Defense Secretary Robert Gates on Wednesday expressed “sincere condolences and personal regrets” for the recent deaths of Afghan civilians as a result of American and allied air strikes that have brought widespread condemnation.
The U.S.-led coalition, meanwhile, announced that four of its soldiers and one Afghan national were killed by a roadside bomb Wednesday in the east of the country.
The statement did not identify the nationalities of the soldiers or say precisely where the incident occurred. Most of the troops in eastern Afghanistan are Americans.
The toll Wednesday was the highest in a single attack for several weeks in a mounting campaign by resurgent Taliban and al-Qaida militants. About 194 foreign soldiers have been killed this year, the highest number since the U.S.-led invasion in October 2001.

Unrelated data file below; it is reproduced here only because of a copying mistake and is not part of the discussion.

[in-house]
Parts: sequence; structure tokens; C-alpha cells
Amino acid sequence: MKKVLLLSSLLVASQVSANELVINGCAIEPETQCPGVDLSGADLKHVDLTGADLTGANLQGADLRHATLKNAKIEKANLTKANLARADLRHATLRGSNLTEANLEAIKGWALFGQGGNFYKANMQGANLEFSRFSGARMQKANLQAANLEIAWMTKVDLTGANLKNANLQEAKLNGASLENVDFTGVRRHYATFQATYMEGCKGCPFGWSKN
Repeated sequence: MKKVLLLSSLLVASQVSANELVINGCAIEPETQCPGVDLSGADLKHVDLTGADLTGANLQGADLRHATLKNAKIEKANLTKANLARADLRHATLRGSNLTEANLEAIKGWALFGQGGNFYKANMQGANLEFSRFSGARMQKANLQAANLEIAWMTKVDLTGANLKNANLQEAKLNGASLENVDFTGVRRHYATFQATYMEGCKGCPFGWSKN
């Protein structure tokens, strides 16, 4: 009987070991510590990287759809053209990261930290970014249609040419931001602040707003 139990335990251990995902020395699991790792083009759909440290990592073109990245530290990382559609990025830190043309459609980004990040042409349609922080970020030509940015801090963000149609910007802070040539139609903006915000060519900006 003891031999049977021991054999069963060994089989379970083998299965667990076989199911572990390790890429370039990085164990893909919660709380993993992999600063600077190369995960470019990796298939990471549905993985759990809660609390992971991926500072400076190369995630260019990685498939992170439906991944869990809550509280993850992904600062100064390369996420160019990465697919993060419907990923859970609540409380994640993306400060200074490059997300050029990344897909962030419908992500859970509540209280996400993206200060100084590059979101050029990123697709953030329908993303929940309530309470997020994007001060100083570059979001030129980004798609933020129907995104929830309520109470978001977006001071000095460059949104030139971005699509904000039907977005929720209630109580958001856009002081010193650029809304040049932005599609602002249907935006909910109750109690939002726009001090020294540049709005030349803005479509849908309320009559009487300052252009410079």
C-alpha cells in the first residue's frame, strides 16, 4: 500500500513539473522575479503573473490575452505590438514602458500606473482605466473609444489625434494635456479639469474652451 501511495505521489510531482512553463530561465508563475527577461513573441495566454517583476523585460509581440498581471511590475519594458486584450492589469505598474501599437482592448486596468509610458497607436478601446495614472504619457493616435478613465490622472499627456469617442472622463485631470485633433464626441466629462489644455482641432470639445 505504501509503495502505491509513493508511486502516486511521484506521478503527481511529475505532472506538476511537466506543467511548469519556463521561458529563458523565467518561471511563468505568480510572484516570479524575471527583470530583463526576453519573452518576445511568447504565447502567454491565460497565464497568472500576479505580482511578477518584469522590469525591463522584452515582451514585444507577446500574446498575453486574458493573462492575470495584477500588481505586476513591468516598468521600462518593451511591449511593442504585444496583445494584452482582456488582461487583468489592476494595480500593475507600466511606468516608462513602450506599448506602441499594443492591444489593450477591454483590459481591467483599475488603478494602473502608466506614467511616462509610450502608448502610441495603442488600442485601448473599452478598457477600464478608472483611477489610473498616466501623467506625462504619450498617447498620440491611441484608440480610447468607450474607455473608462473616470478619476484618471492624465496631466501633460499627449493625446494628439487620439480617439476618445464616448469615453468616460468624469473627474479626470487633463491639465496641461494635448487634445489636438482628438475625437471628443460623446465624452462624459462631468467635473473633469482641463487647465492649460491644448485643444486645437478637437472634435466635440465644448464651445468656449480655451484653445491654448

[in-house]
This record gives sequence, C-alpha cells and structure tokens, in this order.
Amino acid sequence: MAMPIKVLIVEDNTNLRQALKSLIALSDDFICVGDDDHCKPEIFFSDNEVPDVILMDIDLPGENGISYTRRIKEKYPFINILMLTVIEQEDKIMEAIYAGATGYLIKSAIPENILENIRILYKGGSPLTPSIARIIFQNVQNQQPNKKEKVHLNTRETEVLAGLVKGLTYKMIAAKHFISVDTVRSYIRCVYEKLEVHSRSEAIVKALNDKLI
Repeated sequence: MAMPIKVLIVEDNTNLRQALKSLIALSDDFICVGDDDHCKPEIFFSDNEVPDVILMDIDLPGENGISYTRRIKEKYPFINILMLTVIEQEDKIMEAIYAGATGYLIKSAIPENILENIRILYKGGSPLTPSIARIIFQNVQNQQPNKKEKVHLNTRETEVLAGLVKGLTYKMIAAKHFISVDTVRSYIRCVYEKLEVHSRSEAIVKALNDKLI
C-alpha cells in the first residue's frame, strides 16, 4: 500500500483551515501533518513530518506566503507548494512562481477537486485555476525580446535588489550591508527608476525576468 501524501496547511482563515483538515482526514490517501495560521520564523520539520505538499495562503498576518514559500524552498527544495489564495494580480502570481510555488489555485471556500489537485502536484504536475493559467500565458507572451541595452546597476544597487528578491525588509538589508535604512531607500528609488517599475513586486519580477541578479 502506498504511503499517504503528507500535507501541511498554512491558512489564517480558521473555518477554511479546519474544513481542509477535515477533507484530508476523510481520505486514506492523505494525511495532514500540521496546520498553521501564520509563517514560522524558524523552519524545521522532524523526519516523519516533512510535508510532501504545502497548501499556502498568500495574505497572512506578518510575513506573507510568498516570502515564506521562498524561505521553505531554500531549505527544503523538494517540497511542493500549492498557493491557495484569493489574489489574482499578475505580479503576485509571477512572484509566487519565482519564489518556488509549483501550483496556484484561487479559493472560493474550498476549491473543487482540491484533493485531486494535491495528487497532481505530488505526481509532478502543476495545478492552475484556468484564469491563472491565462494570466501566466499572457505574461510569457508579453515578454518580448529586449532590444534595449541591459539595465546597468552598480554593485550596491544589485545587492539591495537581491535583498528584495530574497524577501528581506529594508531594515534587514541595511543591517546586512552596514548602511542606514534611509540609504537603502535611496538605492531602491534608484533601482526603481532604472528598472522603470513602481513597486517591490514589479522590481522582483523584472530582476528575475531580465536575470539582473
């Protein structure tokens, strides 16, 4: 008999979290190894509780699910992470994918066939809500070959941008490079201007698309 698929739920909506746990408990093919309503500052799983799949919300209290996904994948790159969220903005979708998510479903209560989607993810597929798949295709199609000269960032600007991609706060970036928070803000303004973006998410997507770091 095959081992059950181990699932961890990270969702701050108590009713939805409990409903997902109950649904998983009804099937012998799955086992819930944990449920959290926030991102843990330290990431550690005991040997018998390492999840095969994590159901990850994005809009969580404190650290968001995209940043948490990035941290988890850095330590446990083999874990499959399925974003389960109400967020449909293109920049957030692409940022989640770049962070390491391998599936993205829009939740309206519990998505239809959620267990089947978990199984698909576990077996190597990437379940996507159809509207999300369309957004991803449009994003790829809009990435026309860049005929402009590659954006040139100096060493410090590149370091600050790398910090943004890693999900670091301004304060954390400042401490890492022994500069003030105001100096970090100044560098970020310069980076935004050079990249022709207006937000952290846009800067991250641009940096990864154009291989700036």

Digital Access for only $0.99
For the most comprehensive local coverage, subscribe today.
After meeting here with Afghan President Hamid Karzai, Gates pledged that American and NATO forces would do more to prevent the loss of innocent lives.
“While no military has ever done more to prevent civilian casualties, it is clear that we have to work even harder,” Gates said.
The U.S. military has been widely criticized for a recent incident in which more than 90 civilians may have been killed.
During a press conference at the U.S. Embassy, Gates promised the people of Afghanistan that “we will do everything in our power to find new and better ways” to target what he described as the “common enemies of the United States and Afghanistan.”
“Our interests are the same as yours: an Afghanistan where all citizens can strive for a better and brighter future without fear of violence and terrorism,” he said.
On his fourth visit to Afghanistan as defense secretary, Gates endorsed calls by the senior U.S. commander, Gen. David McKiernan, for three more combat brigades, in addition to the extra battalion and extra brigade that President Bush has ordered deployed by early next year.
But Gates did not say whether the anticipated increases would come from the U.S. military or whether allies would be pressed to fill the shortfall in troops identified by McKiernan.